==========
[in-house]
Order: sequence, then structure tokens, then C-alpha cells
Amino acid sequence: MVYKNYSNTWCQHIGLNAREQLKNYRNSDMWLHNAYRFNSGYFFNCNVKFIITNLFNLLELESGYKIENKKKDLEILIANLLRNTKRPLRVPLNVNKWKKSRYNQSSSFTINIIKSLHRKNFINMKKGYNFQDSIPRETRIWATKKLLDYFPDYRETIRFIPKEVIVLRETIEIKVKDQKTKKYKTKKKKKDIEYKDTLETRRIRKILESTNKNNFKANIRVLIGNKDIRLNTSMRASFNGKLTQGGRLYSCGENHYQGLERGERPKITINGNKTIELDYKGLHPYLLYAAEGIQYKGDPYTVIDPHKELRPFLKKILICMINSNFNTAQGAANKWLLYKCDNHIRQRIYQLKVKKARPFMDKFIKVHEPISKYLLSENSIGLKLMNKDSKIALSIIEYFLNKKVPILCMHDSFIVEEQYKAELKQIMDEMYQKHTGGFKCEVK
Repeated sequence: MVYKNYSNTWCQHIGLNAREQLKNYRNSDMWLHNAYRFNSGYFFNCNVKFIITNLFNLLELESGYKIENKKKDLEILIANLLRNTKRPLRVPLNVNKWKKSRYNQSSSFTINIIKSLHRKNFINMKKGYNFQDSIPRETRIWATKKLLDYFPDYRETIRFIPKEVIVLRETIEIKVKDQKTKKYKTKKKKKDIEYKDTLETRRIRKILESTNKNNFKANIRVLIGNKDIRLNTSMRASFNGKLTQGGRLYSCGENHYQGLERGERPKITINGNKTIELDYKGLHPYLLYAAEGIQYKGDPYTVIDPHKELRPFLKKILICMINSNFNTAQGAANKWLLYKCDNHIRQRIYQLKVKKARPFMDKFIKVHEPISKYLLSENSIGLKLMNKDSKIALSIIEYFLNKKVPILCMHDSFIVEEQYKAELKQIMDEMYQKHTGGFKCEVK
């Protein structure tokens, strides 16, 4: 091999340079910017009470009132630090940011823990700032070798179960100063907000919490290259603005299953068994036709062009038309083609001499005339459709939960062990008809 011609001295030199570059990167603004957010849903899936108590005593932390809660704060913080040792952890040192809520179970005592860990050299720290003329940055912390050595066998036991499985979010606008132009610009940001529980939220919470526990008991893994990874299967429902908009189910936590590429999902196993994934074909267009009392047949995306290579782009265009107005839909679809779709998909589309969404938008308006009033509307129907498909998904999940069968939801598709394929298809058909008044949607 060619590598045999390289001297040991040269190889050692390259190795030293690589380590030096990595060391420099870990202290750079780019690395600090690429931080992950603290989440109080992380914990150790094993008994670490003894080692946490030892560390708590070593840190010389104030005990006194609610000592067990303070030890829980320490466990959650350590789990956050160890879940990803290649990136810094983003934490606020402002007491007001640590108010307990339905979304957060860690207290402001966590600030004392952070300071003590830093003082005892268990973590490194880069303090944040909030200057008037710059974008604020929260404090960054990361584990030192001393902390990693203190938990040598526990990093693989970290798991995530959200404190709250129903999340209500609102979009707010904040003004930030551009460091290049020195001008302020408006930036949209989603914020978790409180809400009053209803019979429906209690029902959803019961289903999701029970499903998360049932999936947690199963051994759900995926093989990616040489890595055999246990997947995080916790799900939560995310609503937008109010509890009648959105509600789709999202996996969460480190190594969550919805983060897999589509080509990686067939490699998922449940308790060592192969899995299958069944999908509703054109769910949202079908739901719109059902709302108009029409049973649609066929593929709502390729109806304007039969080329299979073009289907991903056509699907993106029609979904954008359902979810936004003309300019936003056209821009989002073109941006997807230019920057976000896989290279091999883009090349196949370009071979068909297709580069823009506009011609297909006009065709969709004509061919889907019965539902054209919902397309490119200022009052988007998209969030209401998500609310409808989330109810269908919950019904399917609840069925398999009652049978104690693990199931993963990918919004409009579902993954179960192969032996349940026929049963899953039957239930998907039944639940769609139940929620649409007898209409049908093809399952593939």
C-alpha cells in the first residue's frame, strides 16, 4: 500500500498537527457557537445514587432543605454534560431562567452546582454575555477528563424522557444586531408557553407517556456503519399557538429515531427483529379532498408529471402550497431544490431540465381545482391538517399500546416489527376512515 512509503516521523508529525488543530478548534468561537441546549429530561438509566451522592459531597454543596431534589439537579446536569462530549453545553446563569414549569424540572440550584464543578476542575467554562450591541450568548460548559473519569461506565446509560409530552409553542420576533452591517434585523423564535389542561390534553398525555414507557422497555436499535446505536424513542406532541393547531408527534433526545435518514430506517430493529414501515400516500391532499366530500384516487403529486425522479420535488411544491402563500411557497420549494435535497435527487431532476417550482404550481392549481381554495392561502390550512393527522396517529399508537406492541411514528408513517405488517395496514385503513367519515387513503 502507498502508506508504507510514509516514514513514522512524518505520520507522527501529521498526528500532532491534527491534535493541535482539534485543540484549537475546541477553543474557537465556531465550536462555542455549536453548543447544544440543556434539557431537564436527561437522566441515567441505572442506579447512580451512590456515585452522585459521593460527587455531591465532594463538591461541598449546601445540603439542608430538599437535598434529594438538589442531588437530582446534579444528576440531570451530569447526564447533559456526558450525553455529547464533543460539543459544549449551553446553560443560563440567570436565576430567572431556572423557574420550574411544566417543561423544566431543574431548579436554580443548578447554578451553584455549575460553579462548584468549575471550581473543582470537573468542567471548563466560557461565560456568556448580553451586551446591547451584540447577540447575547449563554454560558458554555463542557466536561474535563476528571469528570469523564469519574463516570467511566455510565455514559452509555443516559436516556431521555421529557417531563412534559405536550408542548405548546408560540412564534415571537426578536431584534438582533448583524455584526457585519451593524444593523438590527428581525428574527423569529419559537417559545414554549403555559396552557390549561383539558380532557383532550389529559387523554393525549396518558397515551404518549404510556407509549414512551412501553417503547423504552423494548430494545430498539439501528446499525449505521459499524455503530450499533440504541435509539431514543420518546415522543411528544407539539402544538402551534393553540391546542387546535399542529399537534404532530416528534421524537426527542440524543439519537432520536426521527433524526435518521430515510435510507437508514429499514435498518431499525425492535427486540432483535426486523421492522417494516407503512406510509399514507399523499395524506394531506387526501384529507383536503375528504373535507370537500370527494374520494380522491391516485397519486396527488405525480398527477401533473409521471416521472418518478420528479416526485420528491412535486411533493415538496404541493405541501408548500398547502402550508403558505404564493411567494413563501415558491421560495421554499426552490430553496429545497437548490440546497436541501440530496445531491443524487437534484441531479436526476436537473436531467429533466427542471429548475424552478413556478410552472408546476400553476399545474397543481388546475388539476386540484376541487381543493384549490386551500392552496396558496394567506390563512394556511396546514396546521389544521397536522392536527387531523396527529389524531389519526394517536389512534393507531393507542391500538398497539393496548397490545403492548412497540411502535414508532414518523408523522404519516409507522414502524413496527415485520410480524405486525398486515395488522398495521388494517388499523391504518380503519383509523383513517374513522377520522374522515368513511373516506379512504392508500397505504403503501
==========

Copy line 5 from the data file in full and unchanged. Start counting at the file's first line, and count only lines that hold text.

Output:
């Protein structure tokens, strides 16, 4: 091999340079910017009470009132630090940011823990700032070798179960100063907000919490290259603005299953068994036709062009038309083609001499005339459709939960062990008809 011609001295030199570059990167603004957010849903899936108590005593932390809660704060913080040792952890040192809520179970005592860990050299720290003329940055912390050595066998036991499985979010606008132009610009940001529980939220919470526990008991893994990874299967429902908009189910936590590429999902196993994934074909267009009392047949995306290579782009265009107005839909679809779709998909589309969404938008308006009033509307129907498909998904999940069968939801598709394929298809058909008044949607 060619590598045999390289001297040991040269190889050692390259190795030293690589380590030096990595060391420099870990202290750079780019690395600090690429931080992950603290989440109080992380914990150790094993008994670490003894080692946490030892560390708590070593840190010389104030005990006194609610000592067990303070030890829980320490466990959650350590789990956050160890879940990803290649990136810094983003934490606020402002007491007001640590108010307990339905979304957060860690207290402001966590600030004392952070300071003590830093003082005892268990973590490194880069303090944040909030200057008037710059974008604020929260404090960054990361584990030192001393902390990693203190938990040598526990990093693989970290798991995530959200404190709250129903999340209500609102979009707010904040003004930030551009460091290049020195001008302020408006930036949209989603914020978790409180809400009053209803019979429906209690029902959803019961289903999701029970499903998360049932999936947690199963051994759900995926093989990616040489890595055999246990997947995080916790799900939560995310609503937008109010509890009648959105509600789709999202996996969460480190190594969550919805983060897999589509080509990686067939490699998922449940308790060592192969899995299958069944999908509703054109769910949202079908739901719109059902709302108009029409049973649609066929593929709502390729109806304007039969080329299979073009289907991903056509699907993106029609979904954008359902979810936004003309300019936003056209821009989002073109941006997807230019920057976000896989290279091999883009090349196949370009071979068909297709580069823009506009011609297909006009065709969709004509061919889907019965539902054209919902397309490119200022009052988007998209969030209401998500609310409808989330109810269908919950019904399917609840069925398999009652049978104690693990199931993963990918919004409009579902993954179960192969032996349940026929049963899953039957239930998907039944639940769609139940929620649409007898209409049908093809399952593939």